UCMJ Article 134

UCMJ Article 121b

False Pretenses to Obtain Services


According to the Manual for Courts-Martial, any service member may be prosecuted if they knowingly, and with the intent to defraud, use false pretenses to obtain services.

In order to be prosecuted for violations of Article 121b, the prosecution must prove that:

  1. the accused wrongfully obtained certain services;
  2. the obtaining was done by using false pretenses;
  3. the accused then knew of the falsity of the pretenses;
  4. the obtaining was with intent to defraud; and
  5. the services were of a certain value, or of some value.

 

Understanding Article 121b (False Pretenses to Obtain Services) of the UCMJ

This offense is similar to the offenses of larceny and wrongful appropriation by false pretenses (Article 121), except that the object of the obtaining is services rather than money, personal property, or articles of value of any kind.

As with Article 121, Article 121b requires the element of intent, however, intent may be proven through the use of circumstantial evidence.

 

Maximum Possible Punishment for Violations of Article 121b

Service members convicted of violation of Article 121b face differing punishments depending upon the monetary value of the services obtained.

Services obtained under false pretenses of a value of $1,000 or less yields a bad-conduct discharge, forfeiture of all pay and allowances, and confinement for 1 year.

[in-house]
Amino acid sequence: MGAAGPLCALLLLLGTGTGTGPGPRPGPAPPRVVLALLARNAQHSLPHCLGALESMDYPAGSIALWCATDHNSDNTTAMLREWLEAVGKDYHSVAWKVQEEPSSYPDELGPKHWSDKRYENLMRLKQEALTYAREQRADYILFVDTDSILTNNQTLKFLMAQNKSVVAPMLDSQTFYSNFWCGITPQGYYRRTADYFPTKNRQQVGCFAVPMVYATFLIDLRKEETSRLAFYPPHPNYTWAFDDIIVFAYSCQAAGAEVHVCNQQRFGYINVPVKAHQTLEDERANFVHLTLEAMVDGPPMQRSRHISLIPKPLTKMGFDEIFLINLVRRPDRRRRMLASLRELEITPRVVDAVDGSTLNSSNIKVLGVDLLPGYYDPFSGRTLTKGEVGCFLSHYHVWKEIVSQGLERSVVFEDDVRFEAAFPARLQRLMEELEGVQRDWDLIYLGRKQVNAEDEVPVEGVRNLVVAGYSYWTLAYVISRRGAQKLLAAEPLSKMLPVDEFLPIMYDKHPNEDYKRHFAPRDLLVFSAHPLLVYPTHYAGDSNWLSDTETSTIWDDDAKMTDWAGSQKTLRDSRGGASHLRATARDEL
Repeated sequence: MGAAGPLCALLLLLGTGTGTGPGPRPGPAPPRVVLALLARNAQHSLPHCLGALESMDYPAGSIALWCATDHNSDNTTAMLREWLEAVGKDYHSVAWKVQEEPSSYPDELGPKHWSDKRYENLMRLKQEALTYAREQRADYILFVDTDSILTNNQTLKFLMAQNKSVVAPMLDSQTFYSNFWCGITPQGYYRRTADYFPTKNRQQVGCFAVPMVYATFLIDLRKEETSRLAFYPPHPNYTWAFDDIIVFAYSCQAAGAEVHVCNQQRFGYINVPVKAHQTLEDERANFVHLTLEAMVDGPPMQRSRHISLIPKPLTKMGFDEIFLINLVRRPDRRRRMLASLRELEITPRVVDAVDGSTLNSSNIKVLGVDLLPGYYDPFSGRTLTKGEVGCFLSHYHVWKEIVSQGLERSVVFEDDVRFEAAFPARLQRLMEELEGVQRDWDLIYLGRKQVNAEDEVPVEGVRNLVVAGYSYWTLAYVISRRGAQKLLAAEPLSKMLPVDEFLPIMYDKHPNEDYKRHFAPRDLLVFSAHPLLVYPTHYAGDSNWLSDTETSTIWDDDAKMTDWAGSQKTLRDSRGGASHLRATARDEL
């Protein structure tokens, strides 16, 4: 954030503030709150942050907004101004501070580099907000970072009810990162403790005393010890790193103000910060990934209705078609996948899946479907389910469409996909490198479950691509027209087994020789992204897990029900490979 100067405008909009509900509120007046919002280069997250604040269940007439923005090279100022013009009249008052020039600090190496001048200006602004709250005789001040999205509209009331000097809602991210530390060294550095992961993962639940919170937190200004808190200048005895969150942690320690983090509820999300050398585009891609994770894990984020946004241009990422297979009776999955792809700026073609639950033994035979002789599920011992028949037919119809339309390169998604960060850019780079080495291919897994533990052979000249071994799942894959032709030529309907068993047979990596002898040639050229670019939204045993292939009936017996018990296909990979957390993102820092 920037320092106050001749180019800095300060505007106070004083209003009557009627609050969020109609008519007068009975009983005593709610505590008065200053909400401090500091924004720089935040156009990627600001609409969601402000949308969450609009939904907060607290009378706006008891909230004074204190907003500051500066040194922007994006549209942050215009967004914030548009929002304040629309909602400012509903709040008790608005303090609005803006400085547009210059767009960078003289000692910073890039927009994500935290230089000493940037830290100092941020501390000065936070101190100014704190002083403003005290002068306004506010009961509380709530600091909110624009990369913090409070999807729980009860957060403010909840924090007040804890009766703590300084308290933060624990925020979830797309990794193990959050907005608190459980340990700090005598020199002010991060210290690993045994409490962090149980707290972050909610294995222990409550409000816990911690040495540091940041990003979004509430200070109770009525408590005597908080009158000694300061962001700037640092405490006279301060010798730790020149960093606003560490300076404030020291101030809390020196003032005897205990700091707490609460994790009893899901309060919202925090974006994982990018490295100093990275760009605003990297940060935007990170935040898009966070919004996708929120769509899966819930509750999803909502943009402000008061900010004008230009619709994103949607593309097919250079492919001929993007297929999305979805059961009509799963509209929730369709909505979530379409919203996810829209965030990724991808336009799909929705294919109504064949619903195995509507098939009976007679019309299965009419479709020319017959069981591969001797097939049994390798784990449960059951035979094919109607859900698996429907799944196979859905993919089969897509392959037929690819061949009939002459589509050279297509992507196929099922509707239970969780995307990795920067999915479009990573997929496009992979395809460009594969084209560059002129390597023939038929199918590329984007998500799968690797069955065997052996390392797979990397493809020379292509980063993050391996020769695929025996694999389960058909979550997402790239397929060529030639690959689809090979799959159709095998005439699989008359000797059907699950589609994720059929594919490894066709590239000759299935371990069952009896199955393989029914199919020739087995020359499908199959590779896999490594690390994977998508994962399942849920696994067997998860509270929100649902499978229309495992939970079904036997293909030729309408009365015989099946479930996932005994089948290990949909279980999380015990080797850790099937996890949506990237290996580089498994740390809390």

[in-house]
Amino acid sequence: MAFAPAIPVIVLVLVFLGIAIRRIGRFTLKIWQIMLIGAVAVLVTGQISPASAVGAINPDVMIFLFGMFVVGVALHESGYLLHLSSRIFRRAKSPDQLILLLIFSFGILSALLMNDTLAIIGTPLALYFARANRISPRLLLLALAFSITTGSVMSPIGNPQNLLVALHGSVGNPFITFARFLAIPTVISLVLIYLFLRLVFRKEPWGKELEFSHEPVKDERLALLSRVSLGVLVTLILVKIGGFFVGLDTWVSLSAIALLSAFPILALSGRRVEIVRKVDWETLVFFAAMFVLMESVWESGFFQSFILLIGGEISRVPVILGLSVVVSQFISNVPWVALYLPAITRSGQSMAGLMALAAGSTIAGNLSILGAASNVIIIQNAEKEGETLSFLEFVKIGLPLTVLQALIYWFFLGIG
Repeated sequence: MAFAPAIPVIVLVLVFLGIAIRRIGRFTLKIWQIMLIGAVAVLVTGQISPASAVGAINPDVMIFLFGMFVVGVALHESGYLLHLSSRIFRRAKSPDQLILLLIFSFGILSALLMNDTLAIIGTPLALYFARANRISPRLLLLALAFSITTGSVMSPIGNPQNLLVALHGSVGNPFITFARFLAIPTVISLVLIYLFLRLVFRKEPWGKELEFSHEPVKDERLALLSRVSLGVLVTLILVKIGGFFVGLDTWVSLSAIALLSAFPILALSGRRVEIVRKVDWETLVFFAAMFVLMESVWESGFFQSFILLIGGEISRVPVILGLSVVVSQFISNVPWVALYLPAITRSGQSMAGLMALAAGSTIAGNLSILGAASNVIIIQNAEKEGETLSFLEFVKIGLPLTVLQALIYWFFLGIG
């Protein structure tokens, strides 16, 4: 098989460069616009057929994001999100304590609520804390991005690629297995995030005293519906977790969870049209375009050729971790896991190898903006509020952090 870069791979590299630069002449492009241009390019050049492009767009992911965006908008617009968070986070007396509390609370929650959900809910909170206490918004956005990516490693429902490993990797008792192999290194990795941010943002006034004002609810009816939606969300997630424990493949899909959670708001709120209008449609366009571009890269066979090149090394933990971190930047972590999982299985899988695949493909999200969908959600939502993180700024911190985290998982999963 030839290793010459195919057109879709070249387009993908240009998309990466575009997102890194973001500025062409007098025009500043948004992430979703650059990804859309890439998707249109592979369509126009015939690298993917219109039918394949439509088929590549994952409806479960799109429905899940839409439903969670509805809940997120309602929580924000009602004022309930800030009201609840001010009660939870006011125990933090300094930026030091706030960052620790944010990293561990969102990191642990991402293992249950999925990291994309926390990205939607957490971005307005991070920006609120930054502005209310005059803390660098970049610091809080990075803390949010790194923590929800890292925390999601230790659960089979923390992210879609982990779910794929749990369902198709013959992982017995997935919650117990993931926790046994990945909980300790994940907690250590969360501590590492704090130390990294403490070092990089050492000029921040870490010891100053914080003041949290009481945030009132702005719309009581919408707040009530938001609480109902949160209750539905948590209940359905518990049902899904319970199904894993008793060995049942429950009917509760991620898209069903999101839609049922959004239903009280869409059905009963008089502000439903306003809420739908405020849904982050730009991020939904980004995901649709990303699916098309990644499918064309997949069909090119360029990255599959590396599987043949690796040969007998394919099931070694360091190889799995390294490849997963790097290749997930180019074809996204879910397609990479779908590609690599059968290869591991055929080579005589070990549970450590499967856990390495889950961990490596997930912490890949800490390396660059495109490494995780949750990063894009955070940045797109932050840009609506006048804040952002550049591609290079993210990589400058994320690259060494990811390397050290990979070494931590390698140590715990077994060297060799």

Services obtained under false pretenses of a value of more than $1,000 results in a dishonorable discharge, forfeiture of all pay and allowances, and confinement for 5 years.

 

How do you defend against Article 121b False Pretenses to Obtain Services charges?

When you are facing the combined resources of the military as well as the current cultural climate, you need to be prepared to defend your career and your freedom. Crisp and Associates, LLC has a team of experienced trial attorneys, with more than 75 years of combined experience, who have won these types of cases. This team includes the firm’s founder, Jonathan Crisp, a highly respected and sought-after attorney, speaker, and lecturer, who has served in the U.S. Army Judge Advocate General’s Corps (JAG) since 1998 and entered private practice in 2007.

 

If you, or someone you know, is facing Article 121b charges for False Pretenses to Obtain Services, you need to speak with a Military defense attorney right away. We understand what is at risk, and we know how to protect your career, your freedom, and your future. Please call Crisp and Associates Military at 888-258-1653 for a free consultation.

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